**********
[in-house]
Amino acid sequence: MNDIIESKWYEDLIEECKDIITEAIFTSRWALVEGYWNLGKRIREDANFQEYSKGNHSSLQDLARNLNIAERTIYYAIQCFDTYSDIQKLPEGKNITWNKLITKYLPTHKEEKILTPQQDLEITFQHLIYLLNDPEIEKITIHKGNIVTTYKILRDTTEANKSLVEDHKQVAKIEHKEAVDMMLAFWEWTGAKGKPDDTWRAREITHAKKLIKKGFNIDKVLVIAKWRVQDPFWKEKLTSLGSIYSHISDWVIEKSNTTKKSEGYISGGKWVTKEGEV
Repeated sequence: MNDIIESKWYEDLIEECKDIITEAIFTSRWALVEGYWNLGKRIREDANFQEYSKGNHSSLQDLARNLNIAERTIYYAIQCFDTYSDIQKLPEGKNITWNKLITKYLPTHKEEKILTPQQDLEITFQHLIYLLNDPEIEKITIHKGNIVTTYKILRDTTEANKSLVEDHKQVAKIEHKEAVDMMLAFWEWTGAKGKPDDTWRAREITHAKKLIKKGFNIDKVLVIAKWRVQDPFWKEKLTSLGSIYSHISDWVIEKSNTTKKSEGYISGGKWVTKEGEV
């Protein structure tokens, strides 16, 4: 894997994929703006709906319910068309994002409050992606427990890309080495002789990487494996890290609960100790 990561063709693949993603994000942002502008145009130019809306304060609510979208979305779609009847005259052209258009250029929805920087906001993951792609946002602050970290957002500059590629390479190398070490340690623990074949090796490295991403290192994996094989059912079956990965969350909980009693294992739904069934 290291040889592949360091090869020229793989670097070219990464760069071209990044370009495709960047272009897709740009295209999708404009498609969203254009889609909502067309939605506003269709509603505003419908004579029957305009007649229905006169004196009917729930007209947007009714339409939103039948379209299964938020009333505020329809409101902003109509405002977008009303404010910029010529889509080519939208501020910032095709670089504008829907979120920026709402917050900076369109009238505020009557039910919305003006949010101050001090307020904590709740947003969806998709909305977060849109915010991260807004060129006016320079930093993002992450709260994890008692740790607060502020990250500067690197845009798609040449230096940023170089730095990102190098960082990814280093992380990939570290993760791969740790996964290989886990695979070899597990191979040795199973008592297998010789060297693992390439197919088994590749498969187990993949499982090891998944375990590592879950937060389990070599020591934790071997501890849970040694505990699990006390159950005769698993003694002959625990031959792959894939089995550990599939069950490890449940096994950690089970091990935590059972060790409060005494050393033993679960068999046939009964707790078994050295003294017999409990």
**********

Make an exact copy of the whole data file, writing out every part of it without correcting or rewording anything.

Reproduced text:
[in-house]
Amino acid sequence: MNDIIESKWYEDLIEECKDIITEAIFTSRWALVEGYWNLGKRIREDANFQEYSKGNHSSLQDLARNLNIAERTIYYAIQCFDTYSDIQKLPEGKNITWNKLITKYLPTHKEEKILTPQQDLEITFQHLIYLLNDPEIEKITIHKGNIVTTYKILRDTTEANKSLVEDHKQVAKIEHKEAVDMMLAFWEWTGAKGKPDDTWRAREITHAKKLIKKGFNIDKVLVIAKWRVQDPFWKEKLTSLGSIYSHISDWVIEKSNTTKKSEGYISGGKWVTKEGEV
Repeated sequence: MNDIIESKWYEDLIEECKDIITEAIFTSRWALVEGYWNLGKRIREDANFQEYSKGNHSSLQDLARNLNIAERTIYYAIQCFDTYSDIQKLPEGKNITWNKLITKYLPTHKEEKILTPQQDLEITFQHLIYLLNDPEIEKITIHKGNIVTTYKILRDTTEANKSLVEDHKQVAKIEHKEAVDMMLAFWEWTGAKGKPDDTWRAREITHAKKLIKKGFNIDKVLVIAKWRVQDPFWKEKLTSLGSIYSHISDWVIEKSNTTKKSEGYISGGKWVTKEGEV
């Protein structure tokens, strides 16, 4: 894997994929703006709906319910068309994002409050992606427990890309080495002789990487494996890290609960100790 990561063709693949993603994000942002502008145009130019809306304060609510979208979305779609009847005259052209258009250029929805920087906001993951792609946002602050970290957002500059590629390479190398070490340690623990074949090796490295991403290192994996094989059912079956990965969350909980009693294992739904069934 290291040889592949360091090869020229793989670097070219990464760069071209990044370009495709960047272009897709740009295209999708404009498609969203254009889609909502067309939605506003269709509603505003419908004579029957305009007649229905006169004196009917729930007209947007009714339409939103039948379209299964938020009333505020329809409101902003109509405002977008009303404010910029010529889509080519939208501020910032095709670089504008829907979120920026709402917050900076369109009238505020009557039910919305003006949010101050001090307020904590709740947003969806998709909305977060849109915010991260807004060129006016320079930093993002992450709260994890008692740790607060502020990250500067690197845009798609040449230096940023170089730095990102190098960082990814280093992380990939570290993760791969740790996964290989886990695979070899597990191979040795199973008592297998010789060297693992390439197919088994590749498969187990993949499982090891998944375990590592879950937060389990070599020591934790071997501890849970040694505990699990006390159950005769698993003694002959625990031959792959894939089995550990599939069950490890449940096994950690089970091990935590059972060790409060005494050393033993679960068999046939009964707790078994050295003294017999409990």